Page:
The following is a media release from Sen. Ed Markey and Sen. Elizabeth Warren, who were elected by voters in the Commonwealth of Massachusetts to serve the state in Washington DC in the US Senate. Both are Democrats.
WASHINGTON DC – Congresswoman Ayanna Pressley of the 7th congressional district in Massachusetts and Senators Elizabeth Warren (D-MA) and Edward J. Markey (D-MA) sent a letter to the U.S. Department of Health and Human Services (HHS) urging the Department to work with the relevant federal agencies to monitor and address racial, ethnic and other demographic disparities in our national COVID-19 vaccination deployment strategy, and ensure equitable vaccine access for Black, Latinx, Indigenous, and immigrant communities.
“Free and equitable access to vaccines is essential to saving lives and slowing the spread of the coronavirus,” the lawmakers wrote in their letter to Acting HHS Secretary Norris Cochran IV. “The recent distribution of approved vaccines is a sign of hope that much needed recovery from this pandemic is near. However, it is critical that the federal government’s vaccine deployment campaign does not fail the communities that have been forced to shoulder the greatest burden.”
Since the onset of the pandemic, Black, Latinx, Indigenous and immigrant communities have experienced a disproportionate burden of COVID-19 cases and deaths, and these communities continue to be at increased risk of hospitalization, face greater barriers to testing, and in many areas, make up the majority of frontline workers who are at risk for increased exposure to the virus.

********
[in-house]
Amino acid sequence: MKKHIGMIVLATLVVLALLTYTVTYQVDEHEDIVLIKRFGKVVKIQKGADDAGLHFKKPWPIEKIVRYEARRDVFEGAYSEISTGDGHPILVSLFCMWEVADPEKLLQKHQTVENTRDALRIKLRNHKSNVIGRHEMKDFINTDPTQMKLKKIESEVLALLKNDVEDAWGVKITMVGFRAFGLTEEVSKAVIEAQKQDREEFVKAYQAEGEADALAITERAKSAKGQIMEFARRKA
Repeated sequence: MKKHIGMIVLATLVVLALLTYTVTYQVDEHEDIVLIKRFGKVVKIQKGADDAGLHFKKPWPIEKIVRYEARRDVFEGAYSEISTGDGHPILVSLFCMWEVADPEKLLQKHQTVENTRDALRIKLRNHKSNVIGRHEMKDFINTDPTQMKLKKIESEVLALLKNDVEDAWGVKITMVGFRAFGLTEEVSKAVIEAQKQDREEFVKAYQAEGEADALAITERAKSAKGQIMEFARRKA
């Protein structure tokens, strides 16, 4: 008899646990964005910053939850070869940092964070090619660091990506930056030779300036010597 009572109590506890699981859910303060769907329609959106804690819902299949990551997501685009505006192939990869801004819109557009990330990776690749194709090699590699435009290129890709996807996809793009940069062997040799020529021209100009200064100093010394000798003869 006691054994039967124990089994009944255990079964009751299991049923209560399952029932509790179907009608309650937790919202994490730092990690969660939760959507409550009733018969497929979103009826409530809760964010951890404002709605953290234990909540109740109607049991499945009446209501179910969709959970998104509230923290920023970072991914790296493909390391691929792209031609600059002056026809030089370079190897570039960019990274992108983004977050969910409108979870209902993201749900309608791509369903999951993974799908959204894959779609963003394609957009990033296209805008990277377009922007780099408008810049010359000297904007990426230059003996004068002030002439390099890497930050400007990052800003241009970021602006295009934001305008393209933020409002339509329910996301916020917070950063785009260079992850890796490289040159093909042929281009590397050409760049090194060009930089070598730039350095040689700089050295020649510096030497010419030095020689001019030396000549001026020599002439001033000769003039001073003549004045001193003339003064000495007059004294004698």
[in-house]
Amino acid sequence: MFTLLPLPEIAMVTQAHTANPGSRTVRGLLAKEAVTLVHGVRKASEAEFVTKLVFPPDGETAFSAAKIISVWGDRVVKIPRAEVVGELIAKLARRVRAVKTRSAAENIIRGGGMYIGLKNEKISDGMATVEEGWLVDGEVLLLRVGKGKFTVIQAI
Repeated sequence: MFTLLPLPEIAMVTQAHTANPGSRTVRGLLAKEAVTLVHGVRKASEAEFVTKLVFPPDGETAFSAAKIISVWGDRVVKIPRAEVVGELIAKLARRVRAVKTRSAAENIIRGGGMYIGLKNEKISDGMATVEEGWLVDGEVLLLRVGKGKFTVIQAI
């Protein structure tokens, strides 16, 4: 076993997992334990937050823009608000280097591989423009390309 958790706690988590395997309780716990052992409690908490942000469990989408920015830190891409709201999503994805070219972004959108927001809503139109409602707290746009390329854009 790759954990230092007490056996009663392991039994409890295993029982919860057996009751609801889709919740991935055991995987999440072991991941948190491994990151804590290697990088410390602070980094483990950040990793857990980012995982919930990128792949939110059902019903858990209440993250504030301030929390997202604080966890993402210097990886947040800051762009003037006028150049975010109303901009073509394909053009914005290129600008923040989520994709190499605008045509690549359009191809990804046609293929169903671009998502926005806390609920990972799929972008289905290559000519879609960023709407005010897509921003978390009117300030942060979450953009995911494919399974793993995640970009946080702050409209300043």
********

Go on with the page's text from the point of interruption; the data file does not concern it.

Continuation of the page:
Despite the clear vulnerability of people of color in this public health emergency, comprehensive data on the racial, ethnic, and other demographic characteristics of people who have been treated or vaccinated for COVID-19 does not exist.
This lack of information will exacerbate existing health disparities and result in the loss of lives in our most vulnerable communities.
To ensure that policymakers can effectively combat these health disparities and direct resources to the communities hardest hit, the lawmakers asked HHS to work with states, localities, and private labs to collect and publish demographic data of vaccine recipients—in a way that protects personal identifiable information from law enforcement agencies—and work with tribal governments and urban Indian health programs to avoid any shortages of vaccine doses.
The lawmakers also urged the CDC to improve the collection and public reporting of racial, ethnic, and other demographic data for COVID-19 cases and build out reporting to ensure that our most vulnerable communities are not left behind in our national vaccination plans.
“Without robust demographic data, policymakers and researchers cannot fully address the disparate impact COVID-19 continues to have on communities of color or address vaccine hesitancy among communities that have had their trust broken by the medical system,” the lawmakers continued. “As you take the helm of HHS amidst continued COVID-19 surges across the country and a slow vaccination rollout, we urge you not to delay collecting this vital information, and to take any additional necessary steps to ensure that all Americans have the access they need to COVID-19 treatment and vaccination.”